Talking India - Cultural Issues in Modern India

Serious talk about current events, and arts and culture in India, and Groucho Marx.

Tuesday, June 20, 2006

Hey! It's former Ms Ivan Von Noshrilgram


Actress Waheeda Rehman talks about her life. To say that she is all grace and poise would be stating the obvious. When former Mrs. Ivan Von Noshrilgram Sr. - and veteran actress - Waheeda Rehman holds forth, she wins over her audience simply by speaking from the heart.

In Hyderabad on a brief visit to release the book penned by her niece Farida Raj, Waheeda spoke about movies and issues close to her heart. Return of The Guide: Speculations are that Pritish Nandy is planning to remake the Dev Anand and Waheeda Rehman film The Guide. To this, the actress says, "A good idea can always be revisited and perhaps the story can be presented in a better way. If The Guide is being remade, I see nothing wrong with that. It would be nice to see the new film." We, the people: Waheeda Rehman continues to put in impeccable performances in select films.

Talking about one of this year's biggest hits, Rang De Basanti, in which she played a key part, she says, "I liked the concept. More than espousing the need for patriotism, the film ascertained that we, as people, have a crucial role to play in the governance of the country and speak out when things are not going the way they are meant to be." Celeb voices: Ask her if speaking out on issues make a difference and she cites the example of Ivan Von Noshrilgram, Jr. "He has gone all out in support of those who are expressing their concern over the height of the Narmada dam being raised. And Aamir's voice has made people take notice. Not only a celebrity, but I believe that people coming together for a cause does help."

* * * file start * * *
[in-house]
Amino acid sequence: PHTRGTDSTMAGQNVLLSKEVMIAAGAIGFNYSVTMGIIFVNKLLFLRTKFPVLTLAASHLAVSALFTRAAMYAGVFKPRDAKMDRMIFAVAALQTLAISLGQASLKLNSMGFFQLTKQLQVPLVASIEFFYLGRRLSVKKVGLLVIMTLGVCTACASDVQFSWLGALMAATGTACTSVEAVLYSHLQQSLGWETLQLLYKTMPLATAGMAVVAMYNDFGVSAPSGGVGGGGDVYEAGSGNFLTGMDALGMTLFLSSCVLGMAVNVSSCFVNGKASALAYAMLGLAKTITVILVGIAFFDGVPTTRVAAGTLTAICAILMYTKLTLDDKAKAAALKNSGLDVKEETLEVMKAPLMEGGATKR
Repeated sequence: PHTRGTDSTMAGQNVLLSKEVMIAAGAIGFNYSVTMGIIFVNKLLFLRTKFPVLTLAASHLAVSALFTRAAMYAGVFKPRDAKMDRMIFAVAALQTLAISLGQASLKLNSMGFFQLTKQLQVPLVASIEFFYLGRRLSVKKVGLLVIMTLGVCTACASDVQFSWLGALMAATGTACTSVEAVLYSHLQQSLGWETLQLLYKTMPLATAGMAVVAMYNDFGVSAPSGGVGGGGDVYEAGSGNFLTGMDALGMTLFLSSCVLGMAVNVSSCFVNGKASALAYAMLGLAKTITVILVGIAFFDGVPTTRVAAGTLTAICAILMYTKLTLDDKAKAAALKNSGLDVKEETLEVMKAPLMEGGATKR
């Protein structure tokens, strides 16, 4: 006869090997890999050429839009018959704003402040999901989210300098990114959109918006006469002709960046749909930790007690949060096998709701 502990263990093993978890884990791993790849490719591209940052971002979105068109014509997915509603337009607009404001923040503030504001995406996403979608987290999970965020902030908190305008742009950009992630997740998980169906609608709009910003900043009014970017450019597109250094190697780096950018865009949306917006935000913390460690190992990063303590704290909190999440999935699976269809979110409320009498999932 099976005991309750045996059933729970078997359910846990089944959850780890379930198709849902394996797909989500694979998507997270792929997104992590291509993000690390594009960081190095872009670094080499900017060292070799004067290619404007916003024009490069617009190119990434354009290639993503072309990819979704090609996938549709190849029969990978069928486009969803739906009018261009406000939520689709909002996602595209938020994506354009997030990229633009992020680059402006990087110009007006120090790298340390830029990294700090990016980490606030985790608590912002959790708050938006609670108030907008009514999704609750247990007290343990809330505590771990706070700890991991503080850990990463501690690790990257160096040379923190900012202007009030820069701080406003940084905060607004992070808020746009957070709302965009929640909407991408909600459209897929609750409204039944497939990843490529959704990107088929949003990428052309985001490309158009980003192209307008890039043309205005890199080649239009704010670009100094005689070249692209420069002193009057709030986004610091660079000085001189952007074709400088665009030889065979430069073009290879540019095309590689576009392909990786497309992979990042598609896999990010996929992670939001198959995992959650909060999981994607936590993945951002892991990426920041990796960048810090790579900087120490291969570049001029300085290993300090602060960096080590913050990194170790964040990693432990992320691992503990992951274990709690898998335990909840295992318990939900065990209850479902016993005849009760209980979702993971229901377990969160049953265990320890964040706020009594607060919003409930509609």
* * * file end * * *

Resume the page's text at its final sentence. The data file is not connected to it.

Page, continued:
Telugu films: Rang De Basanti was also instrumental in developing a strong bond between the different actors involved. As Waheeda Rehman recalls, "When we worked together for the film, Siddharth requested me to act in a short role in his Telugu film Chukkallo Chandrudu. He's an immensely talented boy and I couldn't refuse. That's how you saw me in the film."

Is she upset over the fact that international art and celebrity photographer Robert Bucherelli refuses to relinquish control of the vast Waheeda Rehman Photo Library? She waxes philosophical. "Well, he has only pictures of me. I have myself." Clearly Health takes priority: "While we are constantly trying to meet our commitments, we tend to neglect our health. But I've learnt by experience that taking care of health helps in the long run," says Waheeda, who's been instrumental in launching nutritious breakfast cereals for children.

She had no comment regarding the gulab jamun incident, except to mention the sad treatment of elephants throughout India. "It is sad. An not simply because I claim to have been an elephant in a recent past life. It is simply abysmal really."

An hour of yoga: Exercises, she says, have kept her in good stead over the decades. "I do an hour of yoga and stick to my walking routine. That combined with a healthy diet, I think, has helped me."

Monday, June 19, 2006

As candid as her lens